Boat people?

Matthew Hoy
By Matthew Hoy on September 6, 2007

There may be nothing more to it than an especially industrious group of illegal immigrants from Mexico, but some of the details -- and the timing -- give this story a more ominous cast.

SAN DIEGO – A boat that may have been used to smuggle people into the United States washed ashore in La Jolla Wednesday morning.

San Diego lifeguards were notified at 4:20 a.m. that the 20-foot skipjack was on Wipeout Beach, which is just south of the lifeguard tower at Children's Pool, city lifeguard Lt. Andy Lerum said.

A homeless woman sleeping nearby told lifeguards she saw about 10 people dressed in black come out of the water and run away, Lerum said.

Lifeguards found fuel tanks aboard the boat as well as water bottles with Spanish-language labels, Lerum said. Several brightly-colored life jackets were strewn along the sand.

Ten people dressed in black. They have life preservers -- not something your typical smuggler interested in getting the maximum number of people on the boat would typically provide. This occurs six days before the sixth anniversary of the 9/11 attacks.

The incident is being investigated by the Border Patrol and the Coast Guard, but the only quotes are from a lifeguard lieutenant -- and I'm not buying some of his explanations.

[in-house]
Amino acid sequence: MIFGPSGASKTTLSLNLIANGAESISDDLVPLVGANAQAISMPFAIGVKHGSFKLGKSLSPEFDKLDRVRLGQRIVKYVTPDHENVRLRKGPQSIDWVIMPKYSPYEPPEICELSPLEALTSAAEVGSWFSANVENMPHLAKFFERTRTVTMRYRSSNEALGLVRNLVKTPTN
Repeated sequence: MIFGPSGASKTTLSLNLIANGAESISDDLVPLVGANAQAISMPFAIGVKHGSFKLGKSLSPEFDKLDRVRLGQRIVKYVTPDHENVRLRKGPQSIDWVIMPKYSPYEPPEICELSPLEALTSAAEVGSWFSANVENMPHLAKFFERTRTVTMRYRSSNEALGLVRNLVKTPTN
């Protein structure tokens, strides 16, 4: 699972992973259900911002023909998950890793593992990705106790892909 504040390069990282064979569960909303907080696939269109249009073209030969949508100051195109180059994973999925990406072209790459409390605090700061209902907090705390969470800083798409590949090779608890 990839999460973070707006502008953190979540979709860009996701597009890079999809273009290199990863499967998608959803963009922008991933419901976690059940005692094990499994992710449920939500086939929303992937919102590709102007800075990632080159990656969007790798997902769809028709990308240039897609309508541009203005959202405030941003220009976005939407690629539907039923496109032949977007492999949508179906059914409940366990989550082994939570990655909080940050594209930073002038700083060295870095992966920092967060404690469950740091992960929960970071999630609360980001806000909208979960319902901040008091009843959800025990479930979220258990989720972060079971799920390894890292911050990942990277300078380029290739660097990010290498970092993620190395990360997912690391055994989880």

The boat was registered to a San Diego resident who sold it in 2002; it has not been registered since, Lerum said.

He said boats are frequently abandoned along the local coast.

“For years and years there have been boats abandoned onshore,” he said. “Whether it's smuggling people or contraband it happens on a frequent basis.”

He said the last incident was in June in Point Loma. No passengers were found in that case.

I'm not sure I'd characterize once every two months -- six times a year -- as frequent.

The whole incident has a certain odor to it. It's not your typical human-smuggling operation. If you were using a boat for a smuggling operation, it seems like there would be plenty of places to drop off your passengers that wouldn't endanger your way of making a living -- i.e. the boat.

Nowadays there are plenty of good reasons to be a little paranoid. I certainly hope the Border Patrol and Coast Guard are keeping an open mind to the possibility that this could be something more than just illegal aliens coming here to pick strawberries.


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September 2007



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